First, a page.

Consumer Reports

Do Credit Report Apps Really Work?

Consumer Reports looked at apps that promise instant access to your credit score to see if it's worth it

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Credit scores are used for everything from getting a mortgage to getting a job. So it only makes sense to know what your credit score is. But how do you get it? Apps that promise instant access to your score are popular, but do they work? A new Consumer Reports investigation might have you thinking twice before clicking to get your score.

Credit score apps like Credit Karma, Experian Credit Report, and others promise instant access to credit scores, along with other features like score monitoring. Sounds great until you dig a little deeper. Consumer Reports reveals that five of these apps have significant drawbacks and few upsides.

CR’s investigation showed that the apps can pose serious privacy risks, and what’s worse, a survey of consumers who have used them revealed that in some cases the apps didn’t even provide an accurate credit score.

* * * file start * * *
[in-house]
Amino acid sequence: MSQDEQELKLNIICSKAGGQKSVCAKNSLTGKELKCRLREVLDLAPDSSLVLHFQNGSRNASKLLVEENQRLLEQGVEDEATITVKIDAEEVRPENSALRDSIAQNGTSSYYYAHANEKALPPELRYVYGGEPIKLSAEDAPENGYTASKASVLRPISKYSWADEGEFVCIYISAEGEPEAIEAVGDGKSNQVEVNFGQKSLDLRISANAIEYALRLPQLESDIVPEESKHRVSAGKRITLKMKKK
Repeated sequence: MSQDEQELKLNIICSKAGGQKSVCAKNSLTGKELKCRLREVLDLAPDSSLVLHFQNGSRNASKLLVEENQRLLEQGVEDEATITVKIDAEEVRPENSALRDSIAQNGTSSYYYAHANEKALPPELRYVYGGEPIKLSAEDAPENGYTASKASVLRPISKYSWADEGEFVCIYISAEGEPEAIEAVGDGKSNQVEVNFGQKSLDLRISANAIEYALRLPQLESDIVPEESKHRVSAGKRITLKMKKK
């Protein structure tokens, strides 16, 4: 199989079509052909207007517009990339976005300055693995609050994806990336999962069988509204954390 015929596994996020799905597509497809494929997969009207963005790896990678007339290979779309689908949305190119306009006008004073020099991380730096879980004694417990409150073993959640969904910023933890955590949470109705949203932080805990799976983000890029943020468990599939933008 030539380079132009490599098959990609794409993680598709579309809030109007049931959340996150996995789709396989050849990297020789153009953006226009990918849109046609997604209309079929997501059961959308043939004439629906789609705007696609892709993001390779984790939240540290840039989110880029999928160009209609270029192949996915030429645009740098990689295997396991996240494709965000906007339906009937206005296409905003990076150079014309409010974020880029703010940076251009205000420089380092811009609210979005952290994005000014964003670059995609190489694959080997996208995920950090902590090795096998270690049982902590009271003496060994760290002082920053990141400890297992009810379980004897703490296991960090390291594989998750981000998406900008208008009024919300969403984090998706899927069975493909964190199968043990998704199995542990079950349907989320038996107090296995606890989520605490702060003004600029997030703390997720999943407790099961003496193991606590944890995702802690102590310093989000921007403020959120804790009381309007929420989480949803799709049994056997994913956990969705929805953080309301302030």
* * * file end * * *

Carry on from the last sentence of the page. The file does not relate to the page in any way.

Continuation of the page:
And four of the five apps CR investigated often charge users for access to their credit reports, which consumers are legally entitled to free, while not providing access to the type of credit scores that most lenders use.

Several of the apps use the VantageScore 3.0, which has limited value because many lenders don’t use it.

A policy analyst at Consumer Reports says consumers should have a legal right to obtain a free, accurate credit score, and there’s a bill in Congress that would require it, but so far it hasn’t been scheduled for a vote.

CR has a petition at seeking to collect 40,000 signatures to send to Congress to ask it to work on this issue a little harder and a little faster.

CR asked all five credit app companies about their consumer privacy, data collection, and data sharing practices. Each responded, saying that it takes consumer privacy very seriously and that consumer trust is paramount to their business.

Remember that there are ways to get your credit score without using a credit score app. Try checking to see if your bank or credit card offers you access. And you can also check your credit report weekly without charge through

Because your credit report has an impact on your credit score, be sure to review it regularly and dispute any errors in writing right away.

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